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Thirty Girls

3.39  ·  Rating Details  ·  1,886 Ratings  ·  365 Reviews
Esther is a Ugandan teenager abducted by the Lord's Resistance Army and forced to witness and commit unspeakable atrocities, who is struggling to survive, to escape, and to find a way to live with what she has seen and done. Jane is an American journalist who has traveled to Africa, hoping to give a voice to children like Esther and to find her center after a series of fai ...more
Hardcover, 352 pages
Published February 11th 2014 by Knopf
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Emma Deplores Goodreads Censorship
This is one of those books that's sold as a story of atrocities in a little-known country, but that actually focuses on the mundane angst of a visiting American.

Jane is a 38-year-old journalist from New York, who travels to Uganda to recover from a failed marriage. She soon meets the much younger Harry, to whom she attaches herself like a barnacle, obsessing about the relationship while setting out with a group of aimless expats on a road trip to interview children kidnapped by Kony's Lord's Res
Jenny (Reading Envy)
This is a novelization of the girls abducted by the Lord's Resistance Army in Uganda in 1996. I can tell the author did a lot of research, including (I think) some in-person interviews. It is a shame, then, that she felt she needed to make a female American journalist character the primary focus of the book, rather than the nuns and children the story should be about. In the first 100 pages, we get a few pages of the harrowing account of the abduction and like 80 pages about white non-Africans t ...more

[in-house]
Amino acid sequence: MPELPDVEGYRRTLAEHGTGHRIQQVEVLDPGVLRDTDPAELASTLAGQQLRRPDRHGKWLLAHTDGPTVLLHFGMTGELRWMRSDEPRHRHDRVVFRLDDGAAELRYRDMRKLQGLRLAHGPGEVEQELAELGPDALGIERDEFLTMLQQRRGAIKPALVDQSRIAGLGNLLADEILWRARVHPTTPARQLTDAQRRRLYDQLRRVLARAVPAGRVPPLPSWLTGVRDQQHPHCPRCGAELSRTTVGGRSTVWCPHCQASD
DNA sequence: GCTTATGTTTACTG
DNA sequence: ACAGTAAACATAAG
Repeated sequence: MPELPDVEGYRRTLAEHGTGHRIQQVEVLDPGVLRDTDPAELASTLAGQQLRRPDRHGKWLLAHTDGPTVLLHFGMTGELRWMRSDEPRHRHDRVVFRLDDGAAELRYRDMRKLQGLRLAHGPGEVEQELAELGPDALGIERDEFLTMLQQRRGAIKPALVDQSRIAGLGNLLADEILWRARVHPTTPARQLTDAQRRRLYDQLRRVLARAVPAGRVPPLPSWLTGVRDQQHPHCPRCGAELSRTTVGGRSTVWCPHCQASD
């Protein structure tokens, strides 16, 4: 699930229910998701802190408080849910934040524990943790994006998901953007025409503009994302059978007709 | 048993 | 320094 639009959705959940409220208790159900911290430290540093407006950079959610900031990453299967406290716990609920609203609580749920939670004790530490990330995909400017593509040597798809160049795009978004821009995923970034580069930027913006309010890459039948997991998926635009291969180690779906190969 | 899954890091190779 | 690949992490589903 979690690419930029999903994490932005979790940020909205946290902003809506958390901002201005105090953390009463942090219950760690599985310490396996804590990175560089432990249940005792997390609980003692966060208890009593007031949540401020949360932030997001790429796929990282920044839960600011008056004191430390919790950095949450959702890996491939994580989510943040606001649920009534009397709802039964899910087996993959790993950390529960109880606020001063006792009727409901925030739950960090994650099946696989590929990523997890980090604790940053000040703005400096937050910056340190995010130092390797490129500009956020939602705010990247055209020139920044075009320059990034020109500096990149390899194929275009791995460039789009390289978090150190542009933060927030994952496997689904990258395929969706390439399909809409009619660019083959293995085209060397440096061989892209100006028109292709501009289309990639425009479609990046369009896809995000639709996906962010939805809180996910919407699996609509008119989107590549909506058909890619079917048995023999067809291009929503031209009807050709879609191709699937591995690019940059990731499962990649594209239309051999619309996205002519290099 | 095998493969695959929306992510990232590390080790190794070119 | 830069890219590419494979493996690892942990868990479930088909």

May 19, 2014 Kristin rated it did not like it
Minot is a tremendous writer, and I've been a fan for years, but this novel made me angry.

UPDATE: Just read an extraordinary novel similarly focused on true life events and hardships (Anthony Marra's "A Constellation of Vital Phenomena"), and wanted to say to Susan Minot: "THIS is how it's done! THIS is how you write someone else's story without putting yourself in it!"

The story of the kidnapped schoolgirls in Uganda (so eerily and sadly similar to what just happened in Nigeria) is told beauti
Jul 06, 2015 Julie rated it really liked it
This book and the impression it left on me have not been far from my mind since I finished it several days ago. I had a feeling of deja vu in the early pages, and realized I had picked up Thirty Girls and set it aside last year after only two or three chapters. I can't recall why it didn't speak to me then, but I'm so glad I returned to complete it.

The 'I've read this before' feeling also rose because I so recently read Francesca Marciano's striking Rules of the Wild, written several years befo
Diane S ☔
May 28, 2014 Diane S ☔ rated it really liked it
This is a fictional account based on the actual abduction of school girls from St. Mary's College of Aboke, Uganda in 1996. It seemed like the perfect time to read this now that the world has come together to find another group of girls, abducted by another madman.

The girls in this book were abducted by the Lord's Resistance Army led by the evil Joseph Kony, and after reading this book one can see what a deluded psychopath he is in fact. We first meet Esther, one of the girls taken who later esc